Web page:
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Nevada Politicians Put Spotlight on High-Speed Internet

High-ranking Democrats are making a big deal about expanding access to and affordability of high-speed Internet in Nevada and elsewhere, and they'll continue to highlight the issue this week with a major announcement.

(TNS) — High-ranking Democrats are making a big deal about expanding access to and affordability of high-speed internet in Nevada and elsewhere, and they'll continue to highlight the issue this week with a major announcement.

Last week, Vice President Kamala Harris sent a letter to Gov. Steve Sisolak, a fellow Democrat, encouraging him to help more Nevadans take part in a new federal program that aims to make high-speed internet more affordable for Americans.

"In the 21st century, high-speed internet is essential for success," Harris wrote. "Americans use their high-speed internet connection to receive an education, train for a new career, build a business and keep in touch with loved ones who live far away. But in states across our nation, far too many families remain unconnected."

The Affordable Connectivity Program was created as part of the Bipartisan Infrastructure Law that passed Congress in late 2021. It gives eligible households a discount of up to $30 per month off their internet bills. It also gives households living on tribal lands $75 off their bill every month and a one-time $100 discount to buy a laptop, tablet or desktop.

"To lower the cost of internet further," Harris wrote, "our administration secured commitments from internet service providers across the country to offer high-speed plans that are fully covered by the ACP."

The letter estimates that there are 303,000 eligible Nevadans who haven't claimed their program benefits. To see if you're eligiblet, go to

Harris encouraged Sisolak to enter data-matching agreements with the Federal Communications Commission that allow automatic confirmation of eligibility by matching a household's information with existing state government data for households that already participate in other government programs. Then families can be automatically notified that they are eligible.

"For far too long, high-speed internet has been out of reach for far too many" Harris wrote. "With your help, we can connect more Nevadans with high-speed internet and the opportunity it brings."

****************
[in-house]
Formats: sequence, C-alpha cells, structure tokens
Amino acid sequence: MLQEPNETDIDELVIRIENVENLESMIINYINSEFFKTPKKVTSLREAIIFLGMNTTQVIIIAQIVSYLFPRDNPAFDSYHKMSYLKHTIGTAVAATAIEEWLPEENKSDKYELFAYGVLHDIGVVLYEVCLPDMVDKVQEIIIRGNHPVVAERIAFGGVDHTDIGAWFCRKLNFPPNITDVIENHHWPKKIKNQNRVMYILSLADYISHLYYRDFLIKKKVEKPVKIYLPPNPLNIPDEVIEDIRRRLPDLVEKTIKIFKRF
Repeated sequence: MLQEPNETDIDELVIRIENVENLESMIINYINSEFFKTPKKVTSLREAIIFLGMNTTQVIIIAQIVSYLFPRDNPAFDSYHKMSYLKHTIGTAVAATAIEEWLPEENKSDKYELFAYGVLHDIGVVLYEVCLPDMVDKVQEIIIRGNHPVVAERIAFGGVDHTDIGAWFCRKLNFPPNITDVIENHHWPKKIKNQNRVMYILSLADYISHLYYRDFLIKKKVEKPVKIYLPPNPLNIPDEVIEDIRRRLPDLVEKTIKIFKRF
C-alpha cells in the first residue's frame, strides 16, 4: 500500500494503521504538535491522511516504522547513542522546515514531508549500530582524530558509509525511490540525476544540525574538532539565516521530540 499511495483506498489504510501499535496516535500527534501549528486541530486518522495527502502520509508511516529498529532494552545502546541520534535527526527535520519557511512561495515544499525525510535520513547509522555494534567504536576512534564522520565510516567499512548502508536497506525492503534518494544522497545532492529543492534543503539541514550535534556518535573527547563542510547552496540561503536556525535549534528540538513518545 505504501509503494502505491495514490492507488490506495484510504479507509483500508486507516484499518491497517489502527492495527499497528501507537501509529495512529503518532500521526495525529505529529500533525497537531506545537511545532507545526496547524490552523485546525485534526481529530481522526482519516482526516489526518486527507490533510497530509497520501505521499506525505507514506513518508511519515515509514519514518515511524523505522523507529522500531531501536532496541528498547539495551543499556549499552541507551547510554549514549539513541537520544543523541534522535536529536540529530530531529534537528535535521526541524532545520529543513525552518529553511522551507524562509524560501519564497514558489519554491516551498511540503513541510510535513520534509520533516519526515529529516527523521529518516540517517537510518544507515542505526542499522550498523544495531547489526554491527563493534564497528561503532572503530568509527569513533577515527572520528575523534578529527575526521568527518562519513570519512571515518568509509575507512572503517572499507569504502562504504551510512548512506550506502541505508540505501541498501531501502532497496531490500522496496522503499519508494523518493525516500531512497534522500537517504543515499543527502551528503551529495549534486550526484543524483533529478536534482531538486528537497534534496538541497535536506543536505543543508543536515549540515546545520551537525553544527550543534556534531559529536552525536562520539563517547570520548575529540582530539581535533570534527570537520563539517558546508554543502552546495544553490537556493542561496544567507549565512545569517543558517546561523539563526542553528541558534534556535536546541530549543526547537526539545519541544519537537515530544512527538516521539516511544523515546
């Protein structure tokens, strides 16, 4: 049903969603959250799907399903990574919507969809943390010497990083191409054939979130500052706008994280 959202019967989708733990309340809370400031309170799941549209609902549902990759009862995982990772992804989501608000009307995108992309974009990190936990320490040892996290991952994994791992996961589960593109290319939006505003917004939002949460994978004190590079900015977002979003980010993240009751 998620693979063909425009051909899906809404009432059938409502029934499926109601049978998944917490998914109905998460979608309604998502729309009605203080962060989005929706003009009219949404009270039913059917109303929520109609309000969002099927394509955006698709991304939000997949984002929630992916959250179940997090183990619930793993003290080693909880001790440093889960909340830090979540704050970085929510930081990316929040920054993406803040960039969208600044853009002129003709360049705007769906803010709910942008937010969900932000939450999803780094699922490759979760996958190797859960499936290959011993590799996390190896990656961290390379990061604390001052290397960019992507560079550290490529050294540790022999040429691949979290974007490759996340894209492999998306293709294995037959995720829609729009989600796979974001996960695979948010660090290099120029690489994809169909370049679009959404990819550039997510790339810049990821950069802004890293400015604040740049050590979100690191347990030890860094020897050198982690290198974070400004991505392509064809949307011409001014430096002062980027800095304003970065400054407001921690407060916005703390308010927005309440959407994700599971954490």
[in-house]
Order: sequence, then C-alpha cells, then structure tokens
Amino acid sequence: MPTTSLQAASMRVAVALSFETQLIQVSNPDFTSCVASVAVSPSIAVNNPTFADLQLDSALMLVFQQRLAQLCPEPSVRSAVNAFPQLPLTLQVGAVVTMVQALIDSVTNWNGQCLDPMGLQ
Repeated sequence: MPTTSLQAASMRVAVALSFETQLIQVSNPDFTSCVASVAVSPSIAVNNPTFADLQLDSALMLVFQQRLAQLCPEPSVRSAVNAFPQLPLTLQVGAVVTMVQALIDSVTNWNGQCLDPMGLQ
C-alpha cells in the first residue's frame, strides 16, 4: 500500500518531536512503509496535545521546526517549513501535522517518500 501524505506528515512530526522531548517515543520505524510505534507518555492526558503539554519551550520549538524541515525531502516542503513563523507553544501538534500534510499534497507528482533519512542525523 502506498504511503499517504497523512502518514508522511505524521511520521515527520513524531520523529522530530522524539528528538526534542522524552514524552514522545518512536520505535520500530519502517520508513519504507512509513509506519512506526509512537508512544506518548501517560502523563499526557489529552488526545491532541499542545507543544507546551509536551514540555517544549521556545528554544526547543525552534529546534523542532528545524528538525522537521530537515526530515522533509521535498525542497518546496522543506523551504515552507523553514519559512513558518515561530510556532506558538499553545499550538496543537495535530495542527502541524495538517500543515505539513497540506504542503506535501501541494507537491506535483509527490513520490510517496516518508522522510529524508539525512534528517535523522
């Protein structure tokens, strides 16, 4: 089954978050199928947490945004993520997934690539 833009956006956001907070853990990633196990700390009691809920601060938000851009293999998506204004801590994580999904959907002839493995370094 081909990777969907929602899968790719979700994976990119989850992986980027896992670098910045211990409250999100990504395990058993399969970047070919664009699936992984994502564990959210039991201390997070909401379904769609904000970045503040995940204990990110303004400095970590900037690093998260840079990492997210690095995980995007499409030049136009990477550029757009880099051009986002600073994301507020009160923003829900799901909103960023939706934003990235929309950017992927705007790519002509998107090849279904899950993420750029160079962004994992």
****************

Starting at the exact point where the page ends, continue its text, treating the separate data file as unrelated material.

Friday, the U.S. Department of Agriculture announced that Secretary Tom Vilsack would travel to Reno for an announcement Thursday about what it called significant investments in rural broadband in Nevada and across the country. The announcement supports the Biden administration's efforts to help all Americans access affordable high-speed internet as well as the USDA's continuing investments in the ReConnect Loan and Grant Program that provides funds for the construction and improvement of facilities needed to provide broadband service in rural areas, according to the announcement.

Poll shows statistical dead heat

Clark County Sheriff Joe Lombardo's campaign for governor released a poll last week showing Lombardo, the Republican nominee for governor is two points behind Sisolak, the Democratic incumbent.

The Tarrance Group, a Republican strategic research firm, conducted a survey for Lombardo's campaign between July 5 and July 10 with 600 likely registered voters in Nevada. It found that the governor's race was in a "statistical dead heat," according to the memo the Tarrance Group provided to the campaign.

Sisolak found support among 46% of the respondents while 44% favored Lombardo. Five-percent said neither option, and 5% were undecided.

Among Hispanic voters, Sisolak is trailing Lombardo, with 44% of those polled indicating they would vote for Lombardo and 42% for Sisolak. Eight-percent said neither option, and 5% were undecided.

The survey found that amongnon-affiliated voters, Lombardo was ahead by a whoppin g16 points. Thirty-three percent of likely non-affiliated voters said they would vote for Sisolak, according to the Tarrance Group.

The Tarrance Group wrote in the memo that the survey mirrors other public polls that have led political analysts to label Nevada's gubernatorial race as a "pure tossup." It called Sisolak's position weak for an incumbent.